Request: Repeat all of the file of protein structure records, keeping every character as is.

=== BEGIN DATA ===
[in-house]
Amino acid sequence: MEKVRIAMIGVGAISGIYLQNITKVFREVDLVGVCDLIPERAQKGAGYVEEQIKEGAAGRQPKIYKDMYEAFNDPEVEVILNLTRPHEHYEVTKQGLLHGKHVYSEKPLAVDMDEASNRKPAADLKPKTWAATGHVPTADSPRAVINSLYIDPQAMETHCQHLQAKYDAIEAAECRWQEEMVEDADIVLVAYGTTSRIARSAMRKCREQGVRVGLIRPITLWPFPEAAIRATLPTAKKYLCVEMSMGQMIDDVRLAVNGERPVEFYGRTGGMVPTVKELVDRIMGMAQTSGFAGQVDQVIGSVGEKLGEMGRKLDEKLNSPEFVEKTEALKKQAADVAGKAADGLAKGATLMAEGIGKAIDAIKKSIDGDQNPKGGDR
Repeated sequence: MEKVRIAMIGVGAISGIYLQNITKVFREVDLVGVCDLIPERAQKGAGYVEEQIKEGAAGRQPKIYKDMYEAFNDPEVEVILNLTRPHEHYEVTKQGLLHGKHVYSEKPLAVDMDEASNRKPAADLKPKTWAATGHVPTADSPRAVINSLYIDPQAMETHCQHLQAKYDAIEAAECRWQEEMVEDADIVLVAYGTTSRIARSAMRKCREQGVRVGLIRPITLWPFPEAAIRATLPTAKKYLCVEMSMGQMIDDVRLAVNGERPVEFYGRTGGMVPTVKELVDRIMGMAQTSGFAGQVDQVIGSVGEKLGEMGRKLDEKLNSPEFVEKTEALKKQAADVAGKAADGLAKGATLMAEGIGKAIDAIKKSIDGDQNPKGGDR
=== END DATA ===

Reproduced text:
[in-house]
Amino acid sequence: MEKVRIAMIGVGAISGIYLQNITKVFREVDLVGVCDLIPERAQKGAGYVEEQIKEGAAGRQPKIYKDMYEAFNDPEVEVILNLTRPHEHYEVTKQGLLHGKHVYSEKPLAVDMDEASNRKPAADLKPKTWAATGHVPTADSPRAVINSLYIDPQAMETHCQHLQAKYDAIEAAECRWQEEMVEDADIVLVAYGTTSRIARSAMRKCREQGVRVGLIRPITLWPFPEAAIRATLPTAKKYLCVEMSMGQMIDDVRLAVNGERPVEFYGRTGGMVPTVKELVDRIMGMAQTSGFAGQVDQVIGSVGEKLGEMGRKLDEKLNSPEFVEKTEALKKQAADVAGKAADGLAKGATLMAEGIGKAIDAIKKSIDGDQNPKGGDR
Repeated sequence: MEKVRIAMIGVGAISGIYLQNITKVFREVDLVGVCDLIPERAQKGAGYVEEQIKEGAAGRQPKIYKDMYEAFNDPEVEVILNLTRPHEHYEVTKQGLLHGKHVYSEKPLAVDMDEASNRKPAADLKPKTWAATGHVPTADSPRAVINSLYIDPQAMETHCQHLQAKYDAIEAAECRWQEEMVEDADIVLVAYGTTSRIARSAMRKCREQGVRVGLIRPITLWPFPEAAIRATLPTAKKYLCVEMSMGQMIDDVRLAVNGERPVEFYGRTGGMVPTVKELVDRIMGMAQTSGFAGQVDQVIGSVGEKLGEMGRKLDEKLNSPEFVEKTEALKKQAADVAGKAADGLAKGATLMAEGIGKAIDAIKKSIDGDQNPKGGDR